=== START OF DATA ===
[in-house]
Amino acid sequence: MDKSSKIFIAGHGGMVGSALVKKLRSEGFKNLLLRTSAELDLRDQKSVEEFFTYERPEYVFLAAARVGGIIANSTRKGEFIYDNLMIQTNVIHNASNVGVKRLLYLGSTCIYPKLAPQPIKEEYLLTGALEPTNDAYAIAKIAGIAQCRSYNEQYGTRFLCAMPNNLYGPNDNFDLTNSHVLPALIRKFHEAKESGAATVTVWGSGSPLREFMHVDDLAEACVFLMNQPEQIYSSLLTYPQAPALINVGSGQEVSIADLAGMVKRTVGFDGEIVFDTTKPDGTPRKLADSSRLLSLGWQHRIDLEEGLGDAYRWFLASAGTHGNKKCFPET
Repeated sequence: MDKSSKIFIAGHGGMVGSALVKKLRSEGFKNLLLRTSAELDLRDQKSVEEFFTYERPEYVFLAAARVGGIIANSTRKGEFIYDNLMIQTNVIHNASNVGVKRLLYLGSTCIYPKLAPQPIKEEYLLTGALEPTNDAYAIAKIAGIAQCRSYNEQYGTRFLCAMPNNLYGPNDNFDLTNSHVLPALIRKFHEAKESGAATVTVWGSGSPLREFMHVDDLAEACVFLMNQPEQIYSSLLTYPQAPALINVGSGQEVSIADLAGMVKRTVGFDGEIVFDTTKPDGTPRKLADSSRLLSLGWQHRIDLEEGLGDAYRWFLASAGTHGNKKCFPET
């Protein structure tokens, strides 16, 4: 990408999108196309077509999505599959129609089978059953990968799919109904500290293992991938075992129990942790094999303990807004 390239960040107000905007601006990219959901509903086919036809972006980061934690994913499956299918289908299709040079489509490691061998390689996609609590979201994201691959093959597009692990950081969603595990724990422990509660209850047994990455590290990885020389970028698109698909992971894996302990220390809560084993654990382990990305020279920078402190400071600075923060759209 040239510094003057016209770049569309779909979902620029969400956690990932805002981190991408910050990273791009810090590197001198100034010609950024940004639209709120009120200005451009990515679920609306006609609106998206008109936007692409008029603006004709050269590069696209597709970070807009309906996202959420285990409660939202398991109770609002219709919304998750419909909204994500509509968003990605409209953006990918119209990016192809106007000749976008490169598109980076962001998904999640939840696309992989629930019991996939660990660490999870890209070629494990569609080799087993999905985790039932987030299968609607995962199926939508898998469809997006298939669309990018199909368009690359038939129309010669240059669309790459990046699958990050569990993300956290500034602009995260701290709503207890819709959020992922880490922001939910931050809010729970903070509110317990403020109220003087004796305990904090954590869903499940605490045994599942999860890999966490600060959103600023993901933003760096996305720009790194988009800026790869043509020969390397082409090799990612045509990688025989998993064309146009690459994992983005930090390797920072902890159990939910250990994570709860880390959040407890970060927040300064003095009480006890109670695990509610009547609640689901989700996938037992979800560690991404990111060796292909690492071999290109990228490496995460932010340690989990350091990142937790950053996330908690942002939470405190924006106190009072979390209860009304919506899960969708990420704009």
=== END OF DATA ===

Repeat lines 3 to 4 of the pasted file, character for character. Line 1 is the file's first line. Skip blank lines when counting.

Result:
Repeated sequence: MDKSSKIFIAGHGGMVGSALVKKLRSEGFKNLLLRTSAELDLRDQKSVEEFFTYERPEYVFLAAARVGGIIANSTRKGEFIYDNLMIQTNVIHNASNVGVKRLLYLGSTCIYPKLAPQPIKEEYLLTGALEPTNDAYAIAKIAGIAQCRSYNEQYGTRFLCAMPNNLYGPNDNFDLTNSHVLPALIRKFHEAKESGAATVTVWGSGSPLREFMHVDDLAEACVFLMNQPEQIYSSLLTYPQAPALINVGSGQEVSIADLAGMVKRTVGFDGEIVFDTTKPDGTPRKLADSSRLLSLGWQHRIDLEEGLGDAYRWFLASAGTHGNKKCFPET
């Protein structure tokens, strides 16, 4: 990408999108196309077509999505599959129609089978059953990968799919109904500290293992991938075992129990942790094999303990807004 390239960040107000905007601006990219959901509903086919036809972006980061934690994913499956299918289908299709040079489509490691061998390689996609609590979201994201691959093959597009692990950081969603595990724990422990509660209850047994990455590290990885020389970028698109698909992971894996302990220390809560084993654990382990990305020279920078402190400071600075923060759209 040239510094003057016209770049569309779909979902620029969400956690990932805002981190991408910050990273791009810090590197001198100034010609950024940004639209709120009120200005451009990515679920609306006609609106998206008109936007692409008029603006004709050269590069696209597709970070807009309906996202959420285990409660939202398991109770609002219709919304998750419909909204994500509509968003990605409209953006990918119209990016192809106007000749976008490169598109980076962001998904999640939840696309992989629930019991996939660990660490999870890209070629494990569609080799087993999905985790039932987030299968609607995962199926939508898998469809997006298939669309990018199909368009690359038939129309010669240059669309790459990046699958990050569990993300956290500034602009995260701290709503207890819709959020992922880490922001939910931050809010729970903070509110317990403020109220003087004796305990904090954590869903499940605490045994599942999860890999966490600060959103600023993901933003760096996305720009790194988009800026790869043509020969390397082409090799990612045509990688025989998993064309146009690459994992983005930090390797920072902890159990939910250990994570709860880390959040407890970060927040300064003095009480006890109670695990509610009547609640689901989700996938037992979800560690991404990111060796292909690492071999290109990228490496995460932010340690989990350091990142937790950053996330908690942002939470405190924006106190009072979390209860009304919506899960969708990420704009």